duress[do̵o res′, dyo̵o-]
- Duress is defined as making someone do something against his will, or making someone perform an illegal act, by using threats, coercion or other illicit means.
An example of duress is when you torture a prisoner until he confesses.
- the use of force or threats; compulsion: a confession signed under duress
Origin of duressMiddle English dures ; from Old French durece ; from Classical Latin duritia, hardness, harshness ; from durus, hard ; from Indo-European base an unverified form deru-, tree, oak (orig. uncertain or unknown; perhaps hard) from source tree
- a. Compulsion by threat or violence; coercion: confessed under duress.b. Constraint or difficulty caused by misfortune: “children who needed only temporary care because their parents were ill, out of work, or under some other form of duress” (Stephan O'Connor).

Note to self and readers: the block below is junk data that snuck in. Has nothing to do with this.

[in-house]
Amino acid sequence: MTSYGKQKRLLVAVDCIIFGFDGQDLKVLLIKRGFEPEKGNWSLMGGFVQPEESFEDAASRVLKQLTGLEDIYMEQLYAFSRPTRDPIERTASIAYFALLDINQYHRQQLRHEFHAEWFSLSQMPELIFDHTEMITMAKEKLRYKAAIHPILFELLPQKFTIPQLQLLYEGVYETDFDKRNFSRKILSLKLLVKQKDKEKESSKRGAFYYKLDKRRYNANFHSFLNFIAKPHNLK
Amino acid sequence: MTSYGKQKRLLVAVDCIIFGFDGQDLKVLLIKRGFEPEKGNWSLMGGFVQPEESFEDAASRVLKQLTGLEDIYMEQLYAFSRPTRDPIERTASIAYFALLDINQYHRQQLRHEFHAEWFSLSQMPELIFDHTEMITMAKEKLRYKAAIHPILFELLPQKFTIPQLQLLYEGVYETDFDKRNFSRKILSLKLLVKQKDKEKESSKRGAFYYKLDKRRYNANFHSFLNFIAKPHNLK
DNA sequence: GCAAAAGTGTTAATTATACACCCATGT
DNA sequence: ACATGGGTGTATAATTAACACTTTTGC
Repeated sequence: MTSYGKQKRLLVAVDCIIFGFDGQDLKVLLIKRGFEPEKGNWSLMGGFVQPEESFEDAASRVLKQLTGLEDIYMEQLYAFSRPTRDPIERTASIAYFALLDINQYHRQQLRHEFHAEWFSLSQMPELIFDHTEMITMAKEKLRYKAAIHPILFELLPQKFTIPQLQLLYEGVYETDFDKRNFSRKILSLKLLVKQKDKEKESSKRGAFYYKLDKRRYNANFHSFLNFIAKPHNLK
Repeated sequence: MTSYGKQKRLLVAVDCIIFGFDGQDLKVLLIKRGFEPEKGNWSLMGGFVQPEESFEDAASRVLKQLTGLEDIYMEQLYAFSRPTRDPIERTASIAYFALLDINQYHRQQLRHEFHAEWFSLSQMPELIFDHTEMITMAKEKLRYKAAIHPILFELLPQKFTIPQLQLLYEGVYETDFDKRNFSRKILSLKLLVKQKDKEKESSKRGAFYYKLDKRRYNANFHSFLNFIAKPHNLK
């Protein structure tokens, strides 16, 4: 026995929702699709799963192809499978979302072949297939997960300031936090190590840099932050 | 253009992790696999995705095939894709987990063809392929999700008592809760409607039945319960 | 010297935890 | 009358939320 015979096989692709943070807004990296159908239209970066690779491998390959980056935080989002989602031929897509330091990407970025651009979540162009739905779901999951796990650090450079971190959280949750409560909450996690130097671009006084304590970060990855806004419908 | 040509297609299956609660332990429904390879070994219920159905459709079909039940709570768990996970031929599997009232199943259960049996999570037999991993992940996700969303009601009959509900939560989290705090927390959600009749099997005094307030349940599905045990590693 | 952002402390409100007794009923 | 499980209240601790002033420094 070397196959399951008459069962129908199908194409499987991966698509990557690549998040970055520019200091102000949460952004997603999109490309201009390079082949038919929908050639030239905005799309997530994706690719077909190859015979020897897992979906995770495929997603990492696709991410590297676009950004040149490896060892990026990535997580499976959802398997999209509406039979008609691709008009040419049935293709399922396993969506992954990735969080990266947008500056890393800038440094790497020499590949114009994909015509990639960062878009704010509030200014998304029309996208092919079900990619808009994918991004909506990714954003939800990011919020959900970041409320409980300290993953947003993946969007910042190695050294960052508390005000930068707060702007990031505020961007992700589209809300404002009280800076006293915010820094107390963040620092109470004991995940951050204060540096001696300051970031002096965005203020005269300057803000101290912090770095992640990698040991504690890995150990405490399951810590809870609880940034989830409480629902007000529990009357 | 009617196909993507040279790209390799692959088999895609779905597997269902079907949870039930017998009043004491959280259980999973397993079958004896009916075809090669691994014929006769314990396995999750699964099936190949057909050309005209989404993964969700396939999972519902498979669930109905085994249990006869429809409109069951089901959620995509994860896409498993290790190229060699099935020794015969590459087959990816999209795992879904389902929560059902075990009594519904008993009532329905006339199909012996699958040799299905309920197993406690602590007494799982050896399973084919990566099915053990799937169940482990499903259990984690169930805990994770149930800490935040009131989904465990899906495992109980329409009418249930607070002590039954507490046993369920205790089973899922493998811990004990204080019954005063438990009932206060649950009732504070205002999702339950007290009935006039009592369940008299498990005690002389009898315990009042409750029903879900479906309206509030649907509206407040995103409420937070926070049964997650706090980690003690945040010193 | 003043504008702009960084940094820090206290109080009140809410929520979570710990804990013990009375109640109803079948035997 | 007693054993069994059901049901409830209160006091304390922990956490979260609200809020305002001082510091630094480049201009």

- Law a. A fraud achieved through the use of a threat or compulsion: She had a cause of action for duress. His claim was based on duress.b. A criminal defense for an act undertaken under threat of serious bodily harm: His defense was duress.
- Forcible confinement.
Origin of duressMiddle English duresse, harshness, compulsion, from Old French durece, hardness, from Latin dūritia, from dūrus, hard; see deru- in Indo-European roots.
(third-person singular simple present duresses, present participle duressing, simple past and past participle duressed)
- To put under duress; to pressure.
- Someone was duressing her.
- The small nation was duressed into giving up territory.
From Old French duresse, from Latin duritia (“hardness”), from durus (“hard”)
duress - Legal Definition